Say you’re a top-tier Republican presidential candidate whose name isn’t Rudy Giuliani. The polls are looking increasingly grim. A survey released yesterday has the former New York mayor more than 20 points ahead of his nearest rival. What do you do?
Well, you might try dusting off the abortion issue to persuade a pro-life party to turn against its pro-choice frontrunner. But that seems to be too much for the two leading candidates nipping at Giuliani’s heels to manage.
Sen. John McCain’s pro-life voting record isn’t perfect — he has supported both federally funded fetal tissue research and embryo-destructive experimentation — but he has been consistent in favoring abortion restrictions since the 1980s. He just hasn’t been especially comfortable expressing himself on social issues, and his relations with pro-life leaders were strained by his attacks on the religious right during the 2000 presidential race.
Campaigning in South Carolina last weekend, however, McCain overcame his bashfulness. The senator told a crowd of 800 that he opposed the 1973 Supreme Court decision that legalized abortion. “I do not support Roe v. Wade,” McCain said. “It should be overturned.”
A pretty unequivocal statement from a longtime pro-life senator. But then the marvels of technology caught up with John McCain. The Hotline posted a YouTube video of a 1999 McCain appearance on CNN’s Late Edition in which he said it was “obvious” that “if we repeal Roe v. Wade tomorrow, thousands of American young women would be performing dangerous and illegal operations.” The footage shows McCain advocating a tolerance clause for pro-choice Republicans in the GOP platform.
The clip was culled rather dishonestly. McCain actually bookmarked his statement of inclusion with two separate calls for Roe‘s “ultimate repeal.” There is a powerful pro-life case for pursuing legal protection of the unborn gradually and in a manner that is consistent with low maternal abortion death rates. Yet to activists, the senator’s language sounds too much like standard pro-choice debating points, so it becomes a liability.
And it wasn’t the only time he had used such phrasing or sounded so uncertain on Roe. In August 1999, the San Francisco Chronicle quoted him as telling the paper’s editorial board: “I’d love to see a point where (Roe vs. Wade) is irrelevant, and could be repealed because abortion is no longer necessary. But certainly in the short term, or even the long term, I would not support repeal of Roe vs. Wade, which would then force X number of women in America to (undergo) illegal and dangerous operations.”
Of course, when it comes to verbal gymnastics on abortion McCain is an amateur while former Massachusetts Gov. Mitt Romney deserves a gold medal. But that didn’t stop Romney’s conservative coalitions director, Gary Marx, from attacking McCain’s commitment to life. “Ask the pro-life movement where his leadership has been in the six years since 2000 that he’s been running for president,” Gary Marx said to the Politico.”What has he done?”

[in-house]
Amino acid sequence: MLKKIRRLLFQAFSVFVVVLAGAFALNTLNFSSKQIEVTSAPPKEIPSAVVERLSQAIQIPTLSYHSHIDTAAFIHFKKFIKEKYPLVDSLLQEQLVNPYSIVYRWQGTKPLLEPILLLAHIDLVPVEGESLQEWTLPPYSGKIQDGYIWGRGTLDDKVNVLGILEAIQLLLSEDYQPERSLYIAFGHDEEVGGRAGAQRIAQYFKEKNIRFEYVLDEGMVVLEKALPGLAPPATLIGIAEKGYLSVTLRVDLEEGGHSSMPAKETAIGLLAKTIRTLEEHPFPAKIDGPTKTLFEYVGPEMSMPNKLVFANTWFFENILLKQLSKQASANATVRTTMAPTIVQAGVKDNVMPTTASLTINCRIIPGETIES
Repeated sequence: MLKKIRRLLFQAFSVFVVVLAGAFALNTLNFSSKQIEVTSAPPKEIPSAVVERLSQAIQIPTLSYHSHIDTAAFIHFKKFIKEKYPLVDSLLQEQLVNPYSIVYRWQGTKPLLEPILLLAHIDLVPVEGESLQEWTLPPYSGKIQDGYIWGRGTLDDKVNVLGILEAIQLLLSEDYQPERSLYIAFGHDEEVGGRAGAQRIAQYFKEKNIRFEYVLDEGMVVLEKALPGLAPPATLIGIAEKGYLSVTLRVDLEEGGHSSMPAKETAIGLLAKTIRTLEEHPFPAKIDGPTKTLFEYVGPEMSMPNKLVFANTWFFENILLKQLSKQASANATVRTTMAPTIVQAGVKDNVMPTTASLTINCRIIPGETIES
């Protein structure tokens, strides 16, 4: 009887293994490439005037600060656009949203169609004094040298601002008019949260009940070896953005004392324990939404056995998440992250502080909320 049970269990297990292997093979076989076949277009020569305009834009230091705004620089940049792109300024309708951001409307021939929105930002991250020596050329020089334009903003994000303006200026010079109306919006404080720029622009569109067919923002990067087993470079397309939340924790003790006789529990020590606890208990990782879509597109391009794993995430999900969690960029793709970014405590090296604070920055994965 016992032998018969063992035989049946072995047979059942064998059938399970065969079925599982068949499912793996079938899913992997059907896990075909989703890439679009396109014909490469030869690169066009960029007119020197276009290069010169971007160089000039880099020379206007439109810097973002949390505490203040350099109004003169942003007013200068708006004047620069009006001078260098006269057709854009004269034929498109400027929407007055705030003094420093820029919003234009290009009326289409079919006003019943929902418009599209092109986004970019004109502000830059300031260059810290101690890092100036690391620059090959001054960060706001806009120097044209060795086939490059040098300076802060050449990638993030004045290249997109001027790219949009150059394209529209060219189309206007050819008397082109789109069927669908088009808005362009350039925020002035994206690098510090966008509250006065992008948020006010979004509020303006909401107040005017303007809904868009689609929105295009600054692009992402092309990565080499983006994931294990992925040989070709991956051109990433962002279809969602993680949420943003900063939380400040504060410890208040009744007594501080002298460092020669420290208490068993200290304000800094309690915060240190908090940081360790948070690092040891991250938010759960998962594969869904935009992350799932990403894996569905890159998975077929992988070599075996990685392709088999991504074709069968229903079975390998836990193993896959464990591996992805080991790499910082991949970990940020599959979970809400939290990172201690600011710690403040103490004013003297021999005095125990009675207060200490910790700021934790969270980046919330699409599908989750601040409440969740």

That’s a pretty bold question given that Marx’s man was officially pro-choice for five years after 2000 — and at least six years before that. In fact, Romney’s abortion shift is so complicated even his special adviser for life issues can’t keep it straight.
Consider pro-life activist James Bopp’s argument on National Review Online: “In his 1994 Senate run, Romney was endorsed by Massachusetts Citizens for Life and kept their endorsement, even though he declared himself to be pro-choice, because he supported parental-consent laws, opposed taxpayer-funded abortion and mandatory abortion coverage under a national health insurance plan, and was against the Freedom of Choice Act, which would have codified Roe v. Wade by federal statute.”
All true. But Bopp doesn’t seem to realize that Romney reversed most of those positions over the course of the 1994 campaign. After accepting the endorsement, Romney adviser Charles Manning told the Boston Herald his boss actually “supports a federal health care option that includes abortion services, would vote for a law codifying the 1972 [sic] Roe v. Wade decision that legalized abortion and backs federal funding for abortions as long as states can decide they want the money.”
Manning even suggested to the Boston Globe that the largest pro-life organization in Massachusetts had endorsed Romney because he had been pro-choice longer than Ted Kennedy. “[Kennedy] was pro-life before Roe v. Wade and now he’s changed,” Manning explained. “Mitt has always been consistent in his pro-choice position and that’s why the group respects him.” He concluded that there were only “tiny nuances” distinguishing the two candidates’ abortion views.
By the 2002 gubernatorial election, YouTube reminds us, Romney was denying that he had anything to do with the Massachusetts Citizens for Life endorsement. Ruth Marcus reported that he was still equivocating as late as 2005. That year, the 1970 switch on abortion he attributed to his mother and a relative who died from an illegal abortion was reversed when a doctor used the word “destroy” while describing embryonic cloning — a word choice the doctor in question has disputed.
All part of the journey, one supposes.
Meanwhile, Giuliani soars despite offering social conservatives few concessions. Perhaps the moral of the story is this: If you can’t respect life, at least try to respect pro-lifers’ intelligence.